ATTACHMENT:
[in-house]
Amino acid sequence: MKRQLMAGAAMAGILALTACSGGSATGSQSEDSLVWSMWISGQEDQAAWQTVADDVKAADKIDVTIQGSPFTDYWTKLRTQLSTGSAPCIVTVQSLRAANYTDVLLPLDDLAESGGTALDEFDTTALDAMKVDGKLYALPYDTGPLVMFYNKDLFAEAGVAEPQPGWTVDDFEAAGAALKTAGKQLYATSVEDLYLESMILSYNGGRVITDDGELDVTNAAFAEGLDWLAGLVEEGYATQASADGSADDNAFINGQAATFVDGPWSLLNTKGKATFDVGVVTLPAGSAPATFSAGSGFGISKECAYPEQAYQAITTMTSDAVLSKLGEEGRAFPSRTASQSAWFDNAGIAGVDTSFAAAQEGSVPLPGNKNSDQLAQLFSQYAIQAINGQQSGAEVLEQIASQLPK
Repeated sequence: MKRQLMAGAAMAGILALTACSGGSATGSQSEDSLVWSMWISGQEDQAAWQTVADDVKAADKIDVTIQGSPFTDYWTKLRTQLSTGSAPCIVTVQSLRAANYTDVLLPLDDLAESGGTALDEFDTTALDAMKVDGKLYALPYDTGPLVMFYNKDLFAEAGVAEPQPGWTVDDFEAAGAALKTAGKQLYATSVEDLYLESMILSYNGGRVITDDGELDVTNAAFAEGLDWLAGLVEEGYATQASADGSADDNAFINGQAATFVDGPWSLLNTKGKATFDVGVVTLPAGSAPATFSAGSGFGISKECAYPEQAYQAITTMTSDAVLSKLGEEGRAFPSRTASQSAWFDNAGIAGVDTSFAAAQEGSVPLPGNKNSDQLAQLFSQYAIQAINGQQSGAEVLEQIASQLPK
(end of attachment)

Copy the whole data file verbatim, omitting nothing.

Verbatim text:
[in-house]
Amino acid sequence: MKRQLMAGAAMAGILALTACSGGSATGSQSEDSLVWSMWISGQEDQAAWQTVADDVKAADKIDVTIQGSPFTDYWTKLRTQLSTGSAPCIVTVQSLRAANYTDVLLPLDDLAESGGTALDEFDTTALDAMKVDGKLYALPYDTGPLVMFYNKDLFAEAGVAEPQPGWTVDDFEAAGAALKTAGKQLYATSVEDLYLESMILSYNGGRVITDDGELDVTNAAFAEGLDWLAGLVEEGYATQASADGSADDNAFINGQAATFVDGPWSLLNTKGKATFDVGVVTLPAGSAPATFSAGSGFGISKECAYPEQAYQAITTMTSDAVLSKLGEEGRAFPSRTASQSAWFDNAGIAGVDTSFAAAQEGSVPLPGNKNSDQLAQLFSQYAIQAINGQQSGAEVLEQIASQLPK
Repeated sequence: MKRQLMAGAAMAGILALTACSGGSATGSQSEDSLVWSMWISGQEDQAAWQTVADDVKAADKIDVTIQGSPFTDYWTKLRTQLSTGSAPCIVTVQSLRAANYTDVLLPLDDLAESGGTALDEFDTTALDAMKVDGKLYALPYDTGPLVMFYNKDLFAEAGVAEPQPGWTVDDFEAAGAALKTAGKQLYATSVEDLYLESMILSYNGGRVITDDGELDVTNAAFAEGLDWLAGLVEEGYATQASADGSADDNAFINGQAATFVDGPWSLLNTKGKATFDVGVVTLPAGSAPATFSAGSGFGISKECAYPEQAYQAITTMTSDAVLSKLGEEGRAFPSRTASQSAWFDNAGIAGVDTSFAAAQEGSVPLPGNKNSDQLAQLFSQYAIQAINGQQSGAEVLEQIASQLPK